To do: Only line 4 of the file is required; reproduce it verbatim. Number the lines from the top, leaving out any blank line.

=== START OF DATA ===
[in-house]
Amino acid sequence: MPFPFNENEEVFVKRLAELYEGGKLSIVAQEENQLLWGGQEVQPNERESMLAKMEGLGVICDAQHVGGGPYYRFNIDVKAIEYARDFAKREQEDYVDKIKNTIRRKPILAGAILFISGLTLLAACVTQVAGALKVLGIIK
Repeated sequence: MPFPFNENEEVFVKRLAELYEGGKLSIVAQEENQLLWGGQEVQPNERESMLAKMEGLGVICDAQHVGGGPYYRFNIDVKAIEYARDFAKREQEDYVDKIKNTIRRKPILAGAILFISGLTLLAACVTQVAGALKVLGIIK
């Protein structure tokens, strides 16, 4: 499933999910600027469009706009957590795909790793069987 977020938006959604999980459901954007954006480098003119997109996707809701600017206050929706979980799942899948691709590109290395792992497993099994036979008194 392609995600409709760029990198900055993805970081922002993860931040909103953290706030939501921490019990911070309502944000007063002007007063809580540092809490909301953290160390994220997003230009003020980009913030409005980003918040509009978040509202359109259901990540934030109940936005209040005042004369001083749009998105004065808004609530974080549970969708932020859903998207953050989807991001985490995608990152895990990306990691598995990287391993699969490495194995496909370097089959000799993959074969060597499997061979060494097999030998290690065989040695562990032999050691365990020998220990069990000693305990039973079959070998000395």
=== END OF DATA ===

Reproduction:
């Protein structure tokens, strides 16, 4: 499933999910600027469009706009957590795909790793069987 977020938006959604999980459901954007954006480098003119997109996707809701600017206050929706979980799942899948691709590109290395792992497993099994036979008194 392609995600409709760029990198900055993805970081922002993860931040909103953290706030939501921490019990911070309502944000007063002007007063809580540092809490909301953290160390994220997003230009003020980009913030409005980003918040509009978040509202359109259901990540934030109940936005209040005042004369001083749009998105004065808004609530974080549970969708932020859903998207953050989807991001985490995608990152895990990306990691598995990287391993699969490495194995496909370097089959000799993959074969060597499997061979060494097999030998290690065989040695562990032999050691365990020998220990069990000693305990039973079959070998000395």